The PA system exploded with German gibberish as I made my way to the platform. Another lady waited there, pacing from end to end. When she reached me she asked, in German, “Lindau?” I nodded. Another guy came up to us and the two continued a conversation in German. The train was taking a while, a long while. The PA spoke some more words and the two natives turned frustrated. Their tone changed and worry struck me. They looked to each other, then to me. “Lindau,” I said in my very North American accent. They waved me along with them.
Construction on the track ensured our train didn’t reach the station. The two German strangers took me silently through the underground (where I only slightly feared for my life) to the subway line. I joined them on the tram to another station, where we waited to catch a ride to a third place. From there we split and I caught the proper ride to Lindau. If it wasn’t for the lady and the guy’s broken English, my already complicated trip to Lindau would’ve been much, much more stressful.
Lindau is a town sitting on a tiny island on the edge Lake Constance; a place recommended to me by a few fellow travelers. It’s located along the border of Germany and Switzerland and just touching the western tip of Austria. My lovely little hostel https://www.booking.com/hotel/de/inselhostel.en-gb.html?aid=375018&label=review_am&appvl_email=1&rurl=9f965e22bde19b91&tab=4&type=total#tab-main was almost kissing the water, with a decent view of the lake and surrounding mountains from my bedroom. The train station was literally steps away, so close that I could’ve have a conversation with the conductor from my window. Upon arriving and checking in, the hostess informed me of some changes.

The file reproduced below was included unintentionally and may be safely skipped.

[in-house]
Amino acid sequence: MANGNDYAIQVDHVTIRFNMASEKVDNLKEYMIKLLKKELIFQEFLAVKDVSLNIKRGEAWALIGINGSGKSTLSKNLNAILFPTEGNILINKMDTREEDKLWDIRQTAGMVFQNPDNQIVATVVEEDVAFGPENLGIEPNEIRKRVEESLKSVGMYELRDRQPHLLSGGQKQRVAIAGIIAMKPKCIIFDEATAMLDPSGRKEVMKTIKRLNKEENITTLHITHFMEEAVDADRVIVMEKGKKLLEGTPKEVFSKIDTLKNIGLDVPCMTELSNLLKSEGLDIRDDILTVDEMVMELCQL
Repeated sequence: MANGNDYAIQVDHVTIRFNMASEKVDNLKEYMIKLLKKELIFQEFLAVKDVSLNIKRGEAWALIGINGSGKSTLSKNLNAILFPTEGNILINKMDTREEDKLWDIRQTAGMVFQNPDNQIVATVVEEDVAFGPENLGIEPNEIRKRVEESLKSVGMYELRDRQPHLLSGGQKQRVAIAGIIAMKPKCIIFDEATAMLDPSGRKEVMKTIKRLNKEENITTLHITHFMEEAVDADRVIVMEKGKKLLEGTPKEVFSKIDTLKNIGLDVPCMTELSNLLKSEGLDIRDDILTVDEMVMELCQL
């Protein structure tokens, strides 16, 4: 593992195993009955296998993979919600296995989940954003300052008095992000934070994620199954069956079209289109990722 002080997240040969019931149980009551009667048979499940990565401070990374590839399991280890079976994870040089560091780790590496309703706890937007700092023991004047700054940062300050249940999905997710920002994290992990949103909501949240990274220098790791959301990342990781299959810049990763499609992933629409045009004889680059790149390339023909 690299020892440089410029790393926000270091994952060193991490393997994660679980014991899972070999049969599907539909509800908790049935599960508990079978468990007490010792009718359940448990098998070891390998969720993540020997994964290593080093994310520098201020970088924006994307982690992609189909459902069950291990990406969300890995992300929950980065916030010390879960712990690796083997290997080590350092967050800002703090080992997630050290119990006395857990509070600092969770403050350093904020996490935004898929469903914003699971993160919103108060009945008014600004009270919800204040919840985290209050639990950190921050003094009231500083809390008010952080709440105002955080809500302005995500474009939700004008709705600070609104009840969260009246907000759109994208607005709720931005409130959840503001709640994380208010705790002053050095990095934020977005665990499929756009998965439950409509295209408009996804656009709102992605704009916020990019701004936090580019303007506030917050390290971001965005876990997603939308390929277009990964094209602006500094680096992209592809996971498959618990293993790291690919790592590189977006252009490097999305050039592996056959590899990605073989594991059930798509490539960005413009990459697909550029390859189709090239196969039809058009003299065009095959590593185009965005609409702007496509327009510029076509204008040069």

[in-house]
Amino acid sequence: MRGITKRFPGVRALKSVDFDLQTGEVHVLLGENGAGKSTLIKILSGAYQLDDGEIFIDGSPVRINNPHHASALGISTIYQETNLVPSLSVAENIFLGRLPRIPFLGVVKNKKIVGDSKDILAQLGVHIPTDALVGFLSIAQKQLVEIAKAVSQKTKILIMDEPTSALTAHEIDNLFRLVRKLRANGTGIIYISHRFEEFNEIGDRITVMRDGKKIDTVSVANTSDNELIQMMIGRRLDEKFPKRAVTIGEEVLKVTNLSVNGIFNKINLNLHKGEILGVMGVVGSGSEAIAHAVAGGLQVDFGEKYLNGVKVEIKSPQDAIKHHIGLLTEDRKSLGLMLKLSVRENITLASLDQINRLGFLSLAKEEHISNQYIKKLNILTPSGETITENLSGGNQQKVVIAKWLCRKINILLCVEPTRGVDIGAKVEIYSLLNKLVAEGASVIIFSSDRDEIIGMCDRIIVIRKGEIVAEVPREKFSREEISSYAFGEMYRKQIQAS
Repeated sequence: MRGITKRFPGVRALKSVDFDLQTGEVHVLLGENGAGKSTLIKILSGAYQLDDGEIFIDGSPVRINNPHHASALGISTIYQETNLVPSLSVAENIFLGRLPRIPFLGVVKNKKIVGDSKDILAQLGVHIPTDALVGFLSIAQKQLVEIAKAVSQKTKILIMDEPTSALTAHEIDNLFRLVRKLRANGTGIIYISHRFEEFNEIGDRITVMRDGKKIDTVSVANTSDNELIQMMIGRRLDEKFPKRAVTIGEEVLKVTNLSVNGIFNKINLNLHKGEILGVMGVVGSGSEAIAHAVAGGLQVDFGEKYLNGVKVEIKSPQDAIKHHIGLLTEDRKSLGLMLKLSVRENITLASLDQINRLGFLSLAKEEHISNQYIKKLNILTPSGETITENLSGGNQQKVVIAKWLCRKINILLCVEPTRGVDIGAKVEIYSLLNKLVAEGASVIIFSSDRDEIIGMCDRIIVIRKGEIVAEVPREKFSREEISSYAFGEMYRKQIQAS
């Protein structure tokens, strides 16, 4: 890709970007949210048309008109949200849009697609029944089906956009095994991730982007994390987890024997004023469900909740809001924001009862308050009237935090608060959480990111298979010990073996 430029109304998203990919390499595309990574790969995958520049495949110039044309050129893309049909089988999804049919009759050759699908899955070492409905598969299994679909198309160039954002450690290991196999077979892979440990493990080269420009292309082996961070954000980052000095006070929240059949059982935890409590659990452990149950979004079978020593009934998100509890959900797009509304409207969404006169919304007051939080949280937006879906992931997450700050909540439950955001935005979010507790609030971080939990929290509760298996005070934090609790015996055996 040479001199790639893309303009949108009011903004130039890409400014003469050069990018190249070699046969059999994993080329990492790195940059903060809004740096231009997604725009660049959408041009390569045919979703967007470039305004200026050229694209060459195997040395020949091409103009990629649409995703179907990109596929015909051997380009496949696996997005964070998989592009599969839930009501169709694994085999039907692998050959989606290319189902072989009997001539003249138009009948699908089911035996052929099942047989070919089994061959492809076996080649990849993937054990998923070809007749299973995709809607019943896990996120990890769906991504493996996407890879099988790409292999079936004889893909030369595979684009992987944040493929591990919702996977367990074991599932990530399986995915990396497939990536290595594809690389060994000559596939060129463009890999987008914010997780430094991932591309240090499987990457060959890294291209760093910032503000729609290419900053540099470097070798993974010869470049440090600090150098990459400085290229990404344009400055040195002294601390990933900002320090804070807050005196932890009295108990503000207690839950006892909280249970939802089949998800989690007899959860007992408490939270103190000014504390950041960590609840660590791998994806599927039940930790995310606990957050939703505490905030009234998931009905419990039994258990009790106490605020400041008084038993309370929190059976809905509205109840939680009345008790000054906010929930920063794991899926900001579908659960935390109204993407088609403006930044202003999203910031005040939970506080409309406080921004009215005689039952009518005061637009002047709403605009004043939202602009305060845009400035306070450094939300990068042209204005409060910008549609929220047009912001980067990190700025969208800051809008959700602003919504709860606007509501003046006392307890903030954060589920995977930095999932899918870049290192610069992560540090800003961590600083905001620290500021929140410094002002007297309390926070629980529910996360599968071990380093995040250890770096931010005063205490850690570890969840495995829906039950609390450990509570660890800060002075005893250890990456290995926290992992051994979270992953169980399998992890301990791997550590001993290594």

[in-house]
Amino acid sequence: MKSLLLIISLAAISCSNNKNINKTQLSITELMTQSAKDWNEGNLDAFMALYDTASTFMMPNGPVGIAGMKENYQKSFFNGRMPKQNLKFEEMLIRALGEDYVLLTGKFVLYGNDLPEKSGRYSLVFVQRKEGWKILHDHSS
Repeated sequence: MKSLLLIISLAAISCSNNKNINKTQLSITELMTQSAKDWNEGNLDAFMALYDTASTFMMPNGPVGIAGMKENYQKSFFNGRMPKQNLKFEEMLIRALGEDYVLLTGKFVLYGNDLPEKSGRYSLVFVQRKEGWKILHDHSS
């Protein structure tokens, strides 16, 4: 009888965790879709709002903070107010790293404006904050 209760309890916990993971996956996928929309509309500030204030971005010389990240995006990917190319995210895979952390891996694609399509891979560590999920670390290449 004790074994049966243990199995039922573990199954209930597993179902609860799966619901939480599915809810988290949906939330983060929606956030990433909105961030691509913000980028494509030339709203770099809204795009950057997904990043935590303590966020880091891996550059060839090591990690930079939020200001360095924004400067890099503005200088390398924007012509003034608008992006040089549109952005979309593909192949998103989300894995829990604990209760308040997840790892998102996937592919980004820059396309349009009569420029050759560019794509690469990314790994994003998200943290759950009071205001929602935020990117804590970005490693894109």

“So you requested the ten bed room, but there was an accidental double booking and now that room is filled, so we’d like to put you in our four bed room.”
“And the only other occupant with be in for two nights, so you’ll basically have five to yourself. Is that ok?”
I kicked off my shoes and lay down. An empty room, a fitting reward for what trials the trains had put me though.
The rest of the week followed as normal, with the shopping, the working and the writing. My two night roommate was, unsurprisingly, a German lady. She was only ever in the room to sleep. The language barrier made communication with her a little difficult, but pointing to her phone and her broken charger made what she was trying to say abundantly clear. The only things that bothered me were a) that one guy who stole the kitchen’s kettle making instant noodles impossible. b) that other guy who I listened to throwing up while brushing my teeth and c) the girl next door. She constantly played loud Italian music through the evenings, slammed her door every so often and hosted a party one night. On another, there was the unmistakable sound of …. squeaking; presumably her, some guy and her bed. It didn’t last very long, which I’m assuming was disappointing for them. At least I got to sleep early that night.
Despite it being only November, their Christmas market had popped up. The breakwater was flooded with cabin-like stalls, selling everything imaginable; from foods and hot drinks, to holiday knickknacks and decorations. I wandered for over an hour, taking in the sights and smells of apple cider accompanied by instrumental holiday music. Within Lindau itself, lights were being drawn and put up and banners of holly hung above the streets. An enormous tree glowed in the early evening with patrons at its base, enjoying a drink from another cider stand. All that was missing was a little dusting of snow.
The lake stretched a long ways, so much so the far city of Konstanz was invisible. Not hidden and standing proudly were the mountains of Switzerland. I couldn’t find any peaks or ranges by name but the view was extraordinary.
Lindau was a spectacular little place to sit back and relax. The train station below my window lay dormant and there were no roommates or neighbors to bother me. I unplugged my music and closed my book, just for a minute, and sat perched upon the window sill and enjoyed the view. The sunset painted the sky in pastels of pink and purple…